FDA Revokes Emergency Authorization for Chloroquine, Hydroxychloroquine
Kevin Kunzmann is the managing editor for Contagion, as well as its sister publication HCPLive. Prior to joining parent company MJH Life Sciences in 2017, he worked as a health care and government reporter for The Pocono Record, and as a freelance writer for NJ Advance Media, The Express-Times, The Daily Journal, and more. He graduated from Rowan University with a degree in journalism in 2015. In his spare time, he enjoys reading, cooking, running his dog, and complaining about the Mets. Follow him on Twitter @NotADoctorKevin or email him at [email protected]
The anti-malaria drugs—and clinical trials assessing their benefit—have been under close scrutiny since the EUA was first granted in late March.
The US Food and Drug Administration (FDA) has revoked the Emergency Use Authorization (EUAs) for hydroxychloroquine and chloroquine in treating coronavirus 2019 (COVID-19).
The decision comes with context in a letter written by Denis M. Hinton, chief scientist of the FDA, to the Biomedical Advanced Research and Development Authority (BARDA) on Monday morning. BARDA Deputy Assistant Secretary and Director of the Medical Countermeasure Programs Gary L. Disbrow, PhD, originally wrote the FDA requesting the 2 malaria drugs be revoked of their EUAs on the basis of continuously evolving public health response information.
“We now believe that the suggested dosing regimens for [chloroquine] and [hydroxychloroquine] as detailed in the Fact Sheets are unlikely to produce an antiviral effect,” Hinton wrote. “Earlier observations of decreased viral shedding with [the treatments] have not been consistently replicated and recent data from a randomized controlled trial assessing probability of negative conversion showed no difference between [hydroxychloroquine] and standard of care alone. “
Hinton also noted that current US treatment guidelines do not recommend either drug’s use in patients hospitalized with COVID-19 outside of clinical trials. These guidelines now include those of the National Institutes of Health (NIH), she added.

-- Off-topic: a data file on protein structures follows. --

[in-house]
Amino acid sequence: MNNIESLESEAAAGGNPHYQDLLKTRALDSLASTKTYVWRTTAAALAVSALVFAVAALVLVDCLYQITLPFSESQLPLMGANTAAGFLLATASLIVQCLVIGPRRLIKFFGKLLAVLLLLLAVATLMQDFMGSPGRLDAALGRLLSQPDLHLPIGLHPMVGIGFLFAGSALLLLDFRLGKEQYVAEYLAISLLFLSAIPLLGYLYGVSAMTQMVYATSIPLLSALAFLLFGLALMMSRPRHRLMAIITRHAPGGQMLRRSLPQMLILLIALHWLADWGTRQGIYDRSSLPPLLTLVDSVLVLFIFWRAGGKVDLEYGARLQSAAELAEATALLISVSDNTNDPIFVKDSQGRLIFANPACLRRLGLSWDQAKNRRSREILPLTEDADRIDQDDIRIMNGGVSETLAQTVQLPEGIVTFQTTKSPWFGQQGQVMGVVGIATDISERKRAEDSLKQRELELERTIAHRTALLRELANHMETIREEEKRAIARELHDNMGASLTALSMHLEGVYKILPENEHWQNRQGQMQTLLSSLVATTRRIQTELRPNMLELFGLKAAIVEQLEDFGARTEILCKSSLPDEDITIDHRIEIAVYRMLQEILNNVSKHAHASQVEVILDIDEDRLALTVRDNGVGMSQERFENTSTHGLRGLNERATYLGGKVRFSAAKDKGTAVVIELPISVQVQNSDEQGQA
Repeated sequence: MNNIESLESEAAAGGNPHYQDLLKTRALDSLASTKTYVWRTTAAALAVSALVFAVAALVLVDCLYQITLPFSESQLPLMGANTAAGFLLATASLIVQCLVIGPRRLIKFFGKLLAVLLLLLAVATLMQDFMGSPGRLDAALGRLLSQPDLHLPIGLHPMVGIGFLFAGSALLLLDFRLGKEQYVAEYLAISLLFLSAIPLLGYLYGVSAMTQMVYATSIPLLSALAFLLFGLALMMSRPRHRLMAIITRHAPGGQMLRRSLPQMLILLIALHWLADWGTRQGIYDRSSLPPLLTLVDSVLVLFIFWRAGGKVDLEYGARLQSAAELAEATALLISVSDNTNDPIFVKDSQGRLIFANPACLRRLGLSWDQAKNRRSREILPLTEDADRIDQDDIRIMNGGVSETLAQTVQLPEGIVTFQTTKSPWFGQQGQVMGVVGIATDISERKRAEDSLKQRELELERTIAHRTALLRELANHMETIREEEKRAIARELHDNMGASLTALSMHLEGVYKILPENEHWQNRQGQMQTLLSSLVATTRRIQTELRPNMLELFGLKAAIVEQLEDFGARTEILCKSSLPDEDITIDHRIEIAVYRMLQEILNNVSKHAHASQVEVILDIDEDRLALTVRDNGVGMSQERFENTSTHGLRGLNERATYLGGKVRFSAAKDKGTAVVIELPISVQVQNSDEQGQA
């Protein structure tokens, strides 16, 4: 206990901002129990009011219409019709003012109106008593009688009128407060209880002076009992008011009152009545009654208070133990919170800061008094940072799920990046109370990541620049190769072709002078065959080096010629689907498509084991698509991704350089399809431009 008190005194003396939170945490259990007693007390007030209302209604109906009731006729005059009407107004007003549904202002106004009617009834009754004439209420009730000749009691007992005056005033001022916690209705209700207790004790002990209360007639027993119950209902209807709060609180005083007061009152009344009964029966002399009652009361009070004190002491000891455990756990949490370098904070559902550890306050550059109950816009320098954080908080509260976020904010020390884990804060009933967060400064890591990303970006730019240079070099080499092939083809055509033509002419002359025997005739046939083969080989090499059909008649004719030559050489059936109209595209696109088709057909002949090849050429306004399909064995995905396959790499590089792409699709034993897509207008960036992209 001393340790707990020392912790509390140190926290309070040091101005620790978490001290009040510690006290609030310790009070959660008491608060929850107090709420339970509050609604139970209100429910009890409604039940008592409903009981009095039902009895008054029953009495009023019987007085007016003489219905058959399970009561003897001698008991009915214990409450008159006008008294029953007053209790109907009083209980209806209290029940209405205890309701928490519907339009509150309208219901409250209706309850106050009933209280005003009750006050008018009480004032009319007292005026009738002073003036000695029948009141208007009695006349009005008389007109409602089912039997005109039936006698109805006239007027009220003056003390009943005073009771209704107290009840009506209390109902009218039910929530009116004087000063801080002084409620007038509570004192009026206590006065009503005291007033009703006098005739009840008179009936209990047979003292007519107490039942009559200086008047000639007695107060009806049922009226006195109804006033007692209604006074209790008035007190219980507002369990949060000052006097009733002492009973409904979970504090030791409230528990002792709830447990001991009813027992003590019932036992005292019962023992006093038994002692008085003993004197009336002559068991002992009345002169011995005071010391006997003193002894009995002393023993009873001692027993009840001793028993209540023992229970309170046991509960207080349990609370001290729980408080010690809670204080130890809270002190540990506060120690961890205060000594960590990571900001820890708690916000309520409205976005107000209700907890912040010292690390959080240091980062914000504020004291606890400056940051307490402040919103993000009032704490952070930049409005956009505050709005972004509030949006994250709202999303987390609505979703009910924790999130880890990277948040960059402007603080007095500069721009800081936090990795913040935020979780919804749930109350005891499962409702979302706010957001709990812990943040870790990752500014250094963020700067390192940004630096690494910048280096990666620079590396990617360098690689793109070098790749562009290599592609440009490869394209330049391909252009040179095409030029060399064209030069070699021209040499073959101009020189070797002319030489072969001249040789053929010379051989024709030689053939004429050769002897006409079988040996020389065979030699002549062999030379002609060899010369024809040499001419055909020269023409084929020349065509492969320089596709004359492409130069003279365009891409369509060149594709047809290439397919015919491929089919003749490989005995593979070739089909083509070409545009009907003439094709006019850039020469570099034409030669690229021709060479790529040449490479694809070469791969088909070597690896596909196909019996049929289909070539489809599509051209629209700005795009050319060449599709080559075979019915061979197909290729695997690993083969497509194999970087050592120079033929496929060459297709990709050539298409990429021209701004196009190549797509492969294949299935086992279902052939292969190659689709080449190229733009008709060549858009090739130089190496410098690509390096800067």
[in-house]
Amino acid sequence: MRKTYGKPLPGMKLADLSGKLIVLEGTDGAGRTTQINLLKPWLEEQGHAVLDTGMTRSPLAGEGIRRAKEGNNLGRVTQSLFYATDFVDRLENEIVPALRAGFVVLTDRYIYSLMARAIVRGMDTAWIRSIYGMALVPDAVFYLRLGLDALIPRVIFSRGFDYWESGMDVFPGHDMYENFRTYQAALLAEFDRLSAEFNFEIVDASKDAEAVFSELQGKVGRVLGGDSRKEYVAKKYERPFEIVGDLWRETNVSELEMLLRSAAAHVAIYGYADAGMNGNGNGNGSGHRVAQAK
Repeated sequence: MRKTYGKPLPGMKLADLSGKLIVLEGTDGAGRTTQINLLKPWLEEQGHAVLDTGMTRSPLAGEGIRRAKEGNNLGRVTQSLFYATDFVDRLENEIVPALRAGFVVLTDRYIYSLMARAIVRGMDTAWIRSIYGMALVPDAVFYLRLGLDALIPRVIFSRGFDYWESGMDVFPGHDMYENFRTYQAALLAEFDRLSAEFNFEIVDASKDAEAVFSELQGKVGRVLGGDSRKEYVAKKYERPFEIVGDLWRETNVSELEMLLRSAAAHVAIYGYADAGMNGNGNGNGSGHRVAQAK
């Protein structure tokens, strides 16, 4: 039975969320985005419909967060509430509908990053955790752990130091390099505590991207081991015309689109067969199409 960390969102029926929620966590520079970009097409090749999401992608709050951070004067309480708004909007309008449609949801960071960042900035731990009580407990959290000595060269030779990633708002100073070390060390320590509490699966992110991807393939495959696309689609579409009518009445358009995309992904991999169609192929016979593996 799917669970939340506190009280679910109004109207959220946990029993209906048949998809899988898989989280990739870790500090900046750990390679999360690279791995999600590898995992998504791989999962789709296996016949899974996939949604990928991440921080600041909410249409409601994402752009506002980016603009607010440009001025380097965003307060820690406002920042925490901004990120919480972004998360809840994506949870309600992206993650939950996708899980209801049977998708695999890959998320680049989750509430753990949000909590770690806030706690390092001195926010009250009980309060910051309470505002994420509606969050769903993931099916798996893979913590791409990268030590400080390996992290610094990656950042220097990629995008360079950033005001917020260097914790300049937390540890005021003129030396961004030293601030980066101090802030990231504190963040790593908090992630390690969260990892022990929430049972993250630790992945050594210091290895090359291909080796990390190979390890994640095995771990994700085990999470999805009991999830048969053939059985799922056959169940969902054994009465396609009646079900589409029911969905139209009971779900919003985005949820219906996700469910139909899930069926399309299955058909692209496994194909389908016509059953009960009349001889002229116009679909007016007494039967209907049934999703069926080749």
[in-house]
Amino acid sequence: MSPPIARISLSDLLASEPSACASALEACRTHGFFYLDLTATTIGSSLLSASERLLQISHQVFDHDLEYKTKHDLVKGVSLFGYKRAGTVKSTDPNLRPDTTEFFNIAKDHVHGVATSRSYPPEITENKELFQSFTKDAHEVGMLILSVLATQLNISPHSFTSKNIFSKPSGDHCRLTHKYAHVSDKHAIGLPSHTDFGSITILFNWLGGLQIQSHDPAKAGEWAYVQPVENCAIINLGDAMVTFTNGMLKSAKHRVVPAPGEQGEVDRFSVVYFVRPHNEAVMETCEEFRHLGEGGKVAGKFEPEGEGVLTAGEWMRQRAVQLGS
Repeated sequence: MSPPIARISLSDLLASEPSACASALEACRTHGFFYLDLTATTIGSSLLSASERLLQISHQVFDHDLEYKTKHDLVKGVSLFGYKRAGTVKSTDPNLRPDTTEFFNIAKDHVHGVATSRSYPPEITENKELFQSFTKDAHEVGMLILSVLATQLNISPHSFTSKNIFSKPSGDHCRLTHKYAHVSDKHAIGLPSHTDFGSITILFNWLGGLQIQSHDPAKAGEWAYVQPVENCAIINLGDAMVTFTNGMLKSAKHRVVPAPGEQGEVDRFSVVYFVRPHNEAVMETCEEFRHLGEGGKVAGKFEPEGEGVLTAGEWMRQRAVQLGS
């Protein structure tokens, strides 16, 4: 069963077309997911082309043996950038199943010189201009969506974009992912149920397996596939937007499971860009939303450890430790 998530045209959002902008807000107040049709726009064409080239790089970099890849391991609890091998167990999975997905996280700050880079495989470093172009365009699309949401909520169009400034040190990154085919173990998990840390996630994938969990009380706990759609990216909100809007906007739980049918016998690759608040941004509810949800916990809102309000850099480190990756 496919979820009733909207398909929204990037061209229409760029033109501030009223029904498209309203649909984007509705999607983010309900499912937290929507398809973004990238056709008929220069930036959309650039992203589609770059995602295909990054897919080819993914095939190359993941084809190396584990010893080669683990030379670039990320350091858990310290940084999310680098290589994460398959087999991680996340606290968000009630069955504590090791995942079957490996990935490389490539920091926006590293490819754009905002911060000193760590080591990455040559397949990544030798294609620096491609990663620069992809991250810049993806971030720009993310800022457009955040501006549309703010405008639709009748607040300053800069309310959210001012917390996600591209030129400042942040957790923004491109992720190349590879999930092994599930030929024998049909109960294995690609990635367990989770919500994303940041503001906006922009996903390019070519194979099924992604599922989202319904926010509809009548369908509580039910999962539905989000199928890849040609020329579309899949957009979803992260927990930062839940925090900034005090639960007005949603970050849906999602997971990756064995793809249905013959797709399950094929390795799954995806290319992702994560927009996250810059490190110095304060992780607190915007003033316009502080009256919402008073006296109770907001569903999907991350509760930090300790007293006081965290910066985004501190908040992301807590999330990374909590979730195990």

“Recent data from a large randomized controlled trial showed no evidence of benefit for mortality or other outcomes such as hospital length of stay or need for mechanical ventilation of [hydroxychloroquine] treatment in hospitalized patients with COVID-19,” she wrote.
Among the trials evaluated by the FDA was a retrospective multicenter cohort of patients with laboratory-confirmed COVID-19 admitted to one of 25 participating hospitals in the New York metropolitan area.
In assessing hydroxychloroquine with or without azithromycin versus azithromycin, versus neither drug, investigators could not find significant differences in mortality when adjusting for patient demographics and illness severity.
“Compared to patients who received neither [hydroxychloroquine] nor azithromycin, risks of cardiac arrest were higher among patients receiving [hydroxychloroquine] + azithromycin, and those receiving [hydroxychloroquine] alone, although the risk estimates were not statistically significant for the monotherapy group,” Hinton wrote.
Clinical data published to both The New England Journal of Medicine and The Lancet assessing hydroxychloroquine in patients hospitalized with COVID-19 showed limited to no benefit of care, back in late May. However, both study findings would be retracted in the coming weeks due to the limitation of data made available to authors.
Nonetheless, the validity of hydroxychloroquine particularly as an option for patients hospitalized with COVID-19 has been greatly challenged in the past month. The World Health Organization (WHO) announced the suspension of the anti-malaria treatment arm in its global, real-world, ongoing Solidarity Trial to assess the effectiveness of varied COVID-19 therapies.
As the publications were subsequently withdrawn by the authors, their data was not included in the FDA memorandum.
Hinton added in her letter announcing the EUA revocation that the known safety profile of hydroxychloroquine and chloroquine has been linked to reports of serious cardiac adverse events, as well as reports of methemoglobinemia in treated patients with COVID-19. As such, it has become unreasonable to believe the known and even suggested benefits of the drugs outweigh the known and potential risks associated with its authorized use.
Any hydroxychloroquine and chloroquine distributed from the Strategic National Stockpile (SNS) under the EUA from March 28 through today remains authorized for emergency use in the treatment of any hospitalized patients who have already been administered the product during the public health emergency, as deemed necessary by an attending physician.